Several tools are commonly used to quantify walking function after iSCI, including gait speed (10-meter walk [6]), endurance (6-minute walk [6-7]), level of assistance (Functional Independence Measure [FIM] [8]), or assistive orthotic device (Walking Index for Spinal Cord Injury) [9-10]. These measures, primarily used in a clinic or laboratory setting, capture only brief "snapshots" of walking performance and may not fully represent walking behavior outside the clinic. Few alternative measures, however, are available that measure walking function in the community. Self-report questionnaires are a quick and inexpensive method of assessment, but the subjective nature of the questionnaires hampers their reliability and validity [11-13]. Pedometers, or step counters, are problematic in that they underreport walking cycles [14] and are not reliable for use with individuals who have hemiparesis [15]. Basic accelerometers are limited in that they only record a gross total of daily steps that does not represent how active an individual was at specific times throughout the day [16].

For these reasons, we investigated the Step Activity Monitor (SAM) (Cyma Corporation, Seattle, Washington) as a potential measure of home and community ambulation in individuals after iSCI. Although the SAM is an effective measurement tool in those with stroke [15], its accuracy and reliability have not been established in those with iSCI. The need for the custom programming used for those with a hemiparetic gait pattern may be even greater for individuals with iSCI, who often lack regular lower-limb kinematics [17]. For individuals with stroke, the SAM is placed on the nonparetic leg; however, in those with iSCI, it may have to be placed on a leg with some degree of paresis.

This study determined the accuracy and test-retest reliability of the SAM in individuals with iSCI. In addition to test-retest reliability, we established the standard error of measurement (SEM) and minimal detectable change (MDC) for the SAM in individuals with iSCI. Also, because individuals with iSCI often demonstrate irregular lower-limb kinematics, we described the programming process necessary for optimal data collection in this population. We hypothesized that because of our ability to individualize the programming parameters, the SAM would demonstrate similar accuracy and reliability for iSCI populations as for nondisabled, aged, and hemiparetic populations.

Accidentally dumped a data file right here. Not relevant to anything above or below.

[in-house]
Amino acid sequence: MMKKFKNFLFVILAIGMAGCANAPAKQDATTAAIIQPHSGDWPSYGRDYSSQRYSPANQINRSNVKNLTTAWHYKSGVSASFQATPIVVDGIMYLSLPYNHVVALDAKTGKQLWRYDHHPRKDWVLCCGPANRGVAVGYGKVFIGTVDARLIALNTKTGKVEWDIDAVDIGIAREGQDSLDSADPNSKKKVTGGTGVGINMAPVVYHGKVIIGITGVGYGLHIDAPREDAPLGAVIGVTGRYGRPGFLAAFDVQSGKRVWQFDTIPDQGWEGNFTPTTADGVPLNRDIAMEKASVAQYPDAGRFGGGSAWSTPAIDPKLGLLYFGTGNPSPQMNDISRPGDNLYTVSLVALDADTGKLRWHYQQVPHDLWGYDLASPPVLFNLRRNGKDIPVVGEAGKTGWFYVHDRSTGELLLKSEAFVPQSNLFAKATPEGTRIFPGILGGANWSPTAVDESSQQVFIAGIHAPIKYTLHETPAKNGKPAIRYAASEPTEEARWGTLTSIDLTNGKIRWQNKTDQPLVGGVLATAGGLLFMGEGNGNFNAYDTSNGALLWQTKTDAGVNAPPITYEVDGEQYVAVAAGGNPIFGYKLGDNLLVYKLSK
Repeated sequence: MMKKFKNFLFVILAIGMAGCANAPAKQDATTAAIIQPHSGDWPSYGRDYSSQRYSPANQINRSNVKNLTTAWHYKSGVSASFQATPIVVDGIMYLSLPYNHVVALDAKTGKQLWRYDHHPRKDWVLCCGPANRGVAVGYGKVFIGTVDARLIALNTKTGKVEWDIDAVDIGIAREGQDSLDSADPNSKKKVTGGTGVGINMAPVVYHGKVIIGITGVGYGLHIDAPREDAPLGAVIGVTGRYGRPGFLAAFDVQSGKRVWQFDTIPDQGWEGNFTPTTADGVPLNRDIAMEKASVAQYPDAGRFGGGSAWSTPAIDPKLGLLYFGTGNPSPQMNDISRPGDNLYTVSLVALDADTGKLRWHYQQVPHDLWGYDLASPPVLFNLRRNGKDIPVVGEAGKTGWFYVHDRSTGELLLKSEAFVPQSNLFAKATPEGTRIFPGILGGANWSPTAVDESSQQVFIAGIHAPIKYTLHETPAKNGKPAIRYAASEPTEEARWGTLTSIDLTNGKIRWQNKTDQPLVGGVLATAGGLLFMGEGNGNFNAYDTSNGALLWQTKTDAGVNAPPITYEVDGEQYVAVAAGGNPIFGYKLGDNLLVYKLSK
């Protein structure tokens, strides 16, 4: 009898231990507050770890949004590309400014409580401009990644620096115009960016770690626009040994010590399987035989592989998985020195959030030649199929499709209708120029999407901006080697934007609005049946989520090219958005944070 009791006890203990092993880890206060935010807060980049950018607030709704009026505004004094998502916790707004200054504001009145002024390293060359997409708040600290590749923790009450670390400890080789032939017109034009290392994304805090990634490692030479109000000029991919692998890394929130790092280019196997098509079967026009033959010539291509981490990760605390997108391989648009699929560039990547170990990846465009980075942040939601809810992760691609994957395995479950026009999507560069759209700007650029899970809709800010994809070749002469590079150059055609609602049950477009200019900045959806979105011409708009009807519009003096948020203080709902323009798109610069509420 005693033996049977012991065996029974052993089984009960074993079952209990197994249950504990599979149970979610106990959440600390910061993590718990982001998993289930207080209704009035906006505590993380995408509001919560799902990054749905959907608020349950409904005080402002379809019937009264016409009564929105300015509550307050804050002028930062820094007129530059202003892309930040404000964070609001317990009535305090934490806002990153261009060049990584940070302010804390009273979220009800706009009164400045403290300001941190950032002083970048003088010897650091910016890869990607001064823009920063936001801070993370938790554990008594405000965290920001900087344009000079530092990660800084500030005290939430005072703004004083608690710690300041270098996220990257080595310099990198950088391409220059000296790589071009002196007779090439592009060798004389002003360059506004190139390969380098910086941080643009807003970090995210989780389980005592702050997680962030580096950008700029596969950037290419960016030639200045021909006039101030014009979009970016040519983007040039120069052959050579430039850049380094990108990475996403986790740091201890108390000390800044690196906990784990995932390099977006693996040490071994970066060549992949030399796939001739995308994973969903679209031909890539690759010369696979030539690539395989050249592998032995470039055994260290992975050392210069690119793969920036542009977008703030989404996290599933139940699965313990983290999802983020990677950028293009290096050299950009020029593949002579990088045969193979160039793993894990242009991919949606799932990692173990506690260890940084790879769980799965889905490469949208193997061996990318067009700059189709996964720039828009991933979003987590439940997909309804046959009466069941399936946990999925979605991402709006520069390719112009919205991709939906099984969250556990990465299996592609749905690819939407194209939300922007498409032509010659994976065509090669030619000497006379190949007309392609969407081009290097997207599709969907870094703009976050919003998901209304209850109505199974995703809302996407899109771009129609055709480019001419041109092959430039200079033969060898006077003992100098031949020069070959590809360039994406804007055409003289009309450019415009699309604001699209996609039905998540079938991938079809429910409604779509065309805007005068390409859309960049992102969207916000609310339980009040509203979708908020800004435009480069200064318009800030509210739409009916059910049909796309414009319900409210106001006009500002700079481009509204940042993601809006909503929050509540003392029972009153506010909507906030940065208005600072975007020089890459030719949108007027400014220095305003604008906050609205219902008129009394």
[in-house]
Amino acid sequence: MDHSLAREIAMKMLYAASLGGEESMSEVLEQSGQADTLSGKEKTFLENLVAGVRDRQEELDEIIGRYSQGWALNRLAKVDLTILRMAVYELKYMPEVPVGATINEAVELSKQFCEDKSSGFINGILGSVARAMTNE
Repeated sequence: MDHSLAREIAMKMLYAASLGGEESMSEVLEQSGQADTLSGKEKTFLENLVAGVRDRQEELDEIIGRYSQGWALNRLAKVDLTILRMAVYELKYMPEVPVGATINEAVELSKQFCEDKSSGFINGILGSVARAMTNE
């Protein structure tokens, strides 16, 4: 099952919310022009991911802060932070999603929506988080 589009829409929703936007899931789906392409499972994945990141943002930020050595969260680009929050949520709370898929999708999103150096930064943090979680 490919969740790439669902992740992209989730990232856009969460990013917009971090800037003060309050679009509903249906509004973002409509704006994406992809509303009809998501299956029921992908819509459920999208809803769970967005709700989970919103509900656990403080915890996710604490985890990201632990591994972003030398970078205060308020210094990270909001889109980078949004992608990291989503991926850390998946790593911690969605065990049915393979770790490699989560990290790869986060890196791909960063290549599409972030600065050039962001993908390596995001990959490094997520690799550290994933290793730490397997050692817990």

METHODS
Subjects

Subjects were 11 individuals between the ages of 21 and 63, 8 to 68 months postinjury (mean standard deviation [SD] = 24.0 19.7 months), with a diagnosis of iSCI (American Spinal Injury Association Impairment Scale C or D) [18]. All subjects could walk with no more than minimal assistance, either with or without an assistive device. Of the individuals tested, 9 had previously participated in research in our laboratory during which we monitored daily self-selected walking behavior over a 4-day period, and participants varied widely in their level of daily ambulation (mean SD = 1,640.2 433.7 steps, range = 68 - 4,468 steps). In addition, variable use of assistive and/or orthotic devices was noted, and variable self-selected walking speed (mean SD = 0.52 0.33 m/s, range = 0.12-1.06 m/s) (Table 1) indicated mild-to-severe gait disability in the sample population. All participants were community dwellers, medically stable, able to follow multistep directions, and without pain that would limit involvement in the testing protocol. Subjects provided written informed consent, and the study was approved by the University of Florida Institutional Review Board.